Conflicts are present in our lives no matter whether we are at work or home or in a volunteer position.
Managing conflicts can be a stressful experience for all parties involved.
Dealing With Conflict
Sometimes we create conflicts by our own actions and at other times, it comes our way by no doing of our own.
Irrespective of how it came about, we ought to have the skills to deal with it.
There is a spectrum of people on how they view conflicts. On one extreme is someone who avoids conflict at any cost and on the other extreme is a person who invites conflict. A lot of us are in the middle of this broad spectrum. I would say that neither of the extremes is good.
- One should not avoid conflicts because if you throw things under the rug, there will come a point where you will trip over the rug yourself.
- On the other extreme, you have people throwing (virtual) chairs at others by inviting conflict with people around them. And of course, this is certainly not the way to live in a social world.
Where ever we happen to be on this spectrum, we ought to know how to come out of a conflicting situation in a win-win manner.
Emotional Intelligence Steps
If you happen to have created the conflicting situation yourself, it should be easy for you to fix it. Keep your ego aside and make amends with the person with whom you have created the situation.
However, it is not that straightforward of a case when someone else creates a conflicting situation for you. In that case, you need to follow a certain process to deal with the entire situation.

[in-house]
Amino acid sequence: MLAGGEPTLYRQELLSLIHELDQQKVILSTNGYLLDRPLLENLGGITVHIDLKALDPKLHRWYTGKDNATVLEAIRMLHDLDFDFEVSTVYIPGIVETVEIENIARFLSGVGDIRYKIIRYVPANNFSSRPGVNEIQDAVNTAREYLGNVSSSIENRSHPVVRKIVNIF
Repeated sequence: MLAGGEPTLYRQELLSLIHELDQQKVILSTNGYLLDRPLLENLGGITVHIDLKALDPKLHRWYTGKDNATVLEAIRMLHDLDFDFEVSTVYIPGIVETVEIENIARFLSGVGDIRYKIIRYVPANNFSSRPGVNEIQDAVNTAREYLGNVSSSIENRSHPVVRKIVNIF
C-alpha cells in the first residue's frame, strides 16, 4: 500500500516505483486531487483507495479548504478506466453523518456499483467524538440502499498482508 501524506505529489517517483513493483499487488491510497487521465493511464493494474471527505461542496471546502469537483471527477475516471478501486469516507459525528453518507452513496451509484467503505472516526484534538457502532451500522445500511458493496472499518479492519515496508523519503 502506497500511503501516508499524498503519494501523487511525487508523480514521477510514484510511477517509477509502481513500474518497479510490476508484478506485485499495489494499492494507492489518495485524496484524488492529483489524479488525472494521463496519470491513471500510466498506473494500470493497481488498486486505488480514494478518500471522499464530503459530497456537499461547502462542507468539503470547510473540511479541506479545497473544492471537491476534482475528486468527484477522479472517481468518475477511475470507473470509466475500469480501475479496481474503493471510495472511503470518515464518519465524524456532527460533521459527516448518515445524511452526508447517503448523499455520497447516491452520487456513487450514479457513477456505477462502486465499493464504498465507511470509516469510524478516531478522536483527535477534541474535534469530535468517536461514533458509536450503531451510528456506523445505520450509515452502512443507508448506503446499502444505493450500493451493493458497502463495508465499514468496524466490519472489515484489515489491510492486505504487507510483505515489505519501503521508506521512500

- First of all, try to get a hold on your emotions. When someone springs a conflict on you, usually, your emotions of anger will run high. They will most probably manifest in a physical way. Getting a hold on your emotions during the first few hours and not reacting is the key to handling it intelligently. I once got a great advice from my mentor – he told me to write an email to the person who had created a conflicting situation with me but save it as draft only. He told me to sit on it for twenty-four hours and then re-read my email. If you follow this advice, you will invariably find yourself changing the wordings of the email. I actually practiced this approach for first few times; after a few iterations, I got to a stage where I didn’t have to even pen down my emotions on a drafted email. I could work on it in my head but the point is to not take action until your emotions have subsided.
- When your emotions have cooled down, you will be able to think rationally and put yourself in the shoes of the other person to understand why they acted in the way they did. Try and find out what exactly did you dislike about their behavior.
- Is it what they said?
- Is it the manner in which they said it?
- Are they under some pressure to act in the way they did?
- What really is the cause of your concern?
- When you understand the cause of concern, have that important conversation with them in a heartfelt way. Show them that you understand where they are coming from and genuinely make them understand what you disliked about their behavior. When you speak from your heart, you will certainly succeed in reaching out to the other person and resolving the conflict.
So what type of person are you when it comes to handling conflicts at work? Are you more likely to throw it under a rug, or are you more likely to throw a chair? What steps can you take to moderate your tendencies to better handle conflict with emotional intelligence? I would love to hear your thoughts!
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Image Sources: sd.keepcalm-o-matic.co.uk, kritischestudenten.nl
- Improving Your Emotional Intelligence (whysoangry.ca)
- Inspiring Leadership through Emotional Intelligence: Richard Boyatzis (mind-revolution.org)
- Unity of Mind and Heart (teachingsofmasters.wordpress.com)